Did all nineteenth-century thinkers believe in progress?
Thomas Edison (1847–1931) certainly did. In 1876, when he set up his laboratory in Menlo Park, New Jersey, he committed himself to “a minor invention every ten days and a big thing every six months or so.” (Edison did get about 40 patents a year and over 1,000 before he died.)
Not everyone was so enthusiastic about new machines, though. Thomas Carlyle (1795–1881), for example, wrote in 1829 in “Signs of the Times,” an essay that was published in the Edinburgh Review. (the signs being “The Age of Machinery”) that “the shadow we have wantonly evoked stands terrible before us and will not depart at our bidding.” Henry David Thoreau (1817–1862) wrote in Walden (1854): “We do not ride upon the railroad; it rides upon us.”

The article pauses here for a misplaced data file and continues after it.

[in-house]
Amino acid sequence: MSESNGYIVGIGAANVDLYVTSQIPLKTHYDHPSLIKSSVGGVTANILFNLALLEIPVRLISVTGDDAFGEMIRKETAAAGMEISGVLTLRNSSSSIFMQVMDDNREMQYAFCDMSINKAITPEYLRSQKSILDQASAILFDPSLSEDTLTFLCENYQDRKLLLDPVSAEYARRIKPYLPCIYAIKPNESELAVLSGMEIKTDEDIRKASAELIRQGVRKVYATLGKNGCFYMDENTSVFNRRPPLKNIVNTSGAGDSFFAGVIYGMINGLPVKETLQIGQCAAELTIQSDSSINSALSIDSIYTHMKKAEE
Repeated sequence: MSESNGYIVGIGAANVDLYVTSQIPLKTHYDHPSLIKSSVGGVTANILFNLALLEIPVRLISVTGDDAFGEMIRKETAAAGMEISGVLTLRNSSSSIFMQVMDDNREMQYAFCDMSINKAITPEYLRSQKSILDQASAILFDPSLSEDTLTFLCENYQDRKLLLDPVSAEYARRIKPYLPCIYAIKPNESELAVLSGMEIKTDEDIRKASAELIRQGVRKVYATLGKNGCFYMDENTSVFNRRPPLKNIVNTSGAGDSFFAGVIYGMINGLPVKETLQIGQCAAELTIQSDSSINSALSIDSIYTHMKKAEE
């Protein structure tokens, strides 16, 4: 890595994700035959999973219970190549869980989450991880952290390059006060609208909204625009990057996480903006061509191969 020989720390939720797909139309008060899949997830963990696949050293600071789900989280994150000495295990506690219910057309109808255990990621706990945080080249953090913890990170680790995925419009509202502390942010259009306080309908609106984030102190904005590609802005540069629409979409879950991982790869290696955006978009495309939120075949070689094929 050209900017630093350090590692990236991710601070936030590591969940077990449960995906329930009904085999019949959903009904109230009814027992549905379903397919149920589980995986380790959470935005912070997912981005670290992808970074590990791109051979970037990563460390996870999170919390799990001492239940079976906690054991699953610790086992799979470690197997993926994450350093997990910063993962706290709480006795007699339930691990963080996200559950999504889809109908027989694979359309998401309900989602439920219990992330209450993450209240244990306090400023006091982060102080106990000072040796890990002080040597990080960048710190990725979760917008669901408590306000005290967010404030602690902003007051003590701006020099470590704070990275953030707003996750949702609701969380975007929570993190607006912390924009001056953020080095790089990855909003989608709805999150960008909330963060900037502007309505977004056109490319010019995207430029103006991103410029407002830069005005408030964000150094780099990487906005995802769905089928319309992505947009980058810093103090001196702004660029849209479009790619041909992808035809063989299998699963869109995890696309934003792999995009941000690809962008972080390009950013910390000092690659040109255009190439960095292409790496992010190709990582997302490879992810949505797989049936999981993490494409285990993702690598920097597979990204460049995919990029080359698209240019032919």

Still, many did share Edison’s optimism, and it was the popular national view. Timothy Walker, a lawyer from Ohio, wrote in the North American Review in 1831 that machines free ordinary people from burdensome labor and promote democracy.